Why grazing bison could be good for the planet – BBC News

American Prairie APR

American bison were hunted almost to extinction by European settlers. Now making a comeback, they could help reverse damage to prairies from decades of poor management.

It takes mettle to live on Montana’s shortgrass prairie. It’s dry, windy and a long way from anywhere. In summer, temperatures can top 100F (38C). In winter, the mercury plunges to -50F (-45C). In some spots, it is more than an hour’s drive on gravel roads to buy a loaf of bread. When you get back, grasshoppers start cannibalising their brethren impaled on your car grille.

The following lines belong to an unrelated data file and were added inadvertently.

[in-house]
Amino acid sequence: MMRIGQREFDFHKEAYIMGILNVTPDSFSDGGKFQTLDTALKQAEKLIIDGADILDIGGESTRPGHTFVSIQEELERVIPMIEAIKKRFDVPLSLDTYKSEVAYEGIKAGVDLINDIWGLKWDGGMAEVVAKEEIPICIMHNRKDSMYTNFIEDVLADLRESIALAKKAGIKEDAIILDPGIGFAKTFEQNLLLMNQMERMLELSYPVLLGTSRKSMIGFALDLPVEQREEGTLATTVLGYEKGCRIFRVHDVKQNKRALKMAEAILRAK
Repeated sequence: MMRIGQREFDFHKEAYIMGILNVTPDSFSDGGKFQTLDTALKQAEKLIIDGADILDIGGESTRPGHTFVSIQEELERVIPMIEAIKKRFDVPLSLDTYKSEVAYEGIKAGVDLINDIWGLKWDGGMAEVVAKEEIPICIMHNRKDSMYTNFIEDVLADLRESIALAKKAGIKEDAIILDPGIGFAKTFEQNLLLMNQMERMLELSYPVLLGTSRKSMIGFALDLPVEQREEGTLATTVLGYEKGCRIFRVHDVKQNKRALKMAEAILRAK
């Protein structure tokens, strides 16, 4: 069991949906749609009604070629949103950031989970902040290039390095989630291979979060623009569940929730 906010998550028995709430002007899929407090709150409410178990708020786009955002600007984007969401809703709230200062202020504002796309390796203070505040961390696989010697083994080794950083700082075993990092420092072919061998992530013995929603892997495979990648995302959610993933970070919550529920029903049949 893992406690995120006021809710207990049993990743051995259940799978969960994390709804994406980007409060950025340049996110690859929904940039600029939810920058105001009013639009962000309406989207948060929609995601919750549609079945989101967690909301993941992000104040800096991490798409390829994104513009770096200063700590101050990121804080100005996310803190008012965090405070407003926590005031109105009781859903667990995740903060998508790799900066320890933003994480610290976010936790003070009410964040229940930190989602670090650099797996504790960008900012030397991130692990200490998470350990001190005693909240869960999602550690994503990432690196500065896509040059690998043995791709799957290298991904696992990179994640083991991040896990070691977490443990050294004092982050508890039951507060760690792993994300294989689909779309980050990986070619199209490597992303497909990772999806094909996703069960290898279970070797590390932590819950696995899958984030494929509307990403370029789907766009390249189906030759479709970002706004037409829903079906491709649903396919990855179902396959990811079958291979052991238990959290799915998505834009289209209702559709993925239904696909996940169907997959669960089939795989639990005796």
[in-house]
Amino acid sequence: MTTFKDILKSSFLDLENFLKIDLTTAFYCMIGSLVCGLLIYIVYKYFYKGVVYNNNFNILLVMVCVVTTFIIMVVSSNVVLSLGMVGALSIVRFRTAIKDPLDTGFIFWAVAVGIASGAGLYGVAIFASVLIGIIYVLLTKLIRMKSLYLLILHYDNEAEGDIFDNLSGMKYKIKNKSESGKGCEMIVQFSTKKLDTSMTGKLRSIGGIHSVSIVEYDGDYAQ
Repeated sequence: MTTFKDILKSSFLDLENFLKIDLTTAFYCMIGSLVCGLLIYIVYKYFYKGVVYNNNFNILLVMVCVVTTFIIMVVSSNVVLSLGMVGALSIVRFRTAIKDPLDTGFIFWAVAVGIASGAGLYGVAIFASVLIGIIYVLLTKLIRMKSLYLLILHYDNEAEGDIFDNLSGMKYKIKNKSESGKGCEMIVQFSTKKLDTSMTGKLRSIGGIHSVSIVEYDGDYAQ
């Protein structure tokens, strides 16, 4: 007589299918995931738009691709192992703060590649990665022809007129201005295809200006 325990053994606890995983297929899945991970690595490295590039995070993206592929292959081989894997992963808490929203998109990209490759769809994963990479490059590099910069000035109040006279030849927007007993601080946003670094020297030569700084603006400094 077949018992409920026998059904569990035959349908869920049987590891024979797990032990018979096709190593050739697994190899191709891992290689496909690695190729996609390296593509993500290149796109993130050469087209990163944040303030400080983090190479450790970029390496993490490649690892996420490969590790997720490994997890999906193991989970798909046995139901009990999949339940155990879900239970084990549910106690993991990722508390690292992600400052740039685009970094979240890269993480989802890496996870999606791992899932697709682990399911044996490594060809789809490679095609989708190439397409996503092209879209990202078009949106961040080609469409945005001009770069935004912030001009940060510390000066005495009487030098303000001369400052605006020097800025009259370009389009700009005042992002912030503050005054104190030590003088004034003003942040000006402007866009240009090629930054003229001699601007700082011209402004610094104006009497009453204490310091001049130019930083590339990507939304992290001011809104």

Hila Shamon, a research ecologist with the Smithsonian’s National Zoo and Conservation Biology Institute in Washington DC, has spent five years tracking the ecology of the remote grasslands.

She partners with American Prairie, a conservation organisation with parcels of land on either side of the million acre Charles M Russell National Wildlife Refuge, to study how bison are changing the ecosystem.


By Christopher J Preston

Why We Should Bring Back the Buffalo

This new chapter in our nation’s complicated and sometimes tortured history is poised to move beyond the restoration of a shaggy but majestic animal. If given a chance, the buffalo can lead us toward a long delayed reconciliation with the first people who inhabited the bounteous land we all now call home — and into a future every American can be proud of.

Mr. Duncan is the writer of the recent Ken Burns documentary “The American Buffalo.”

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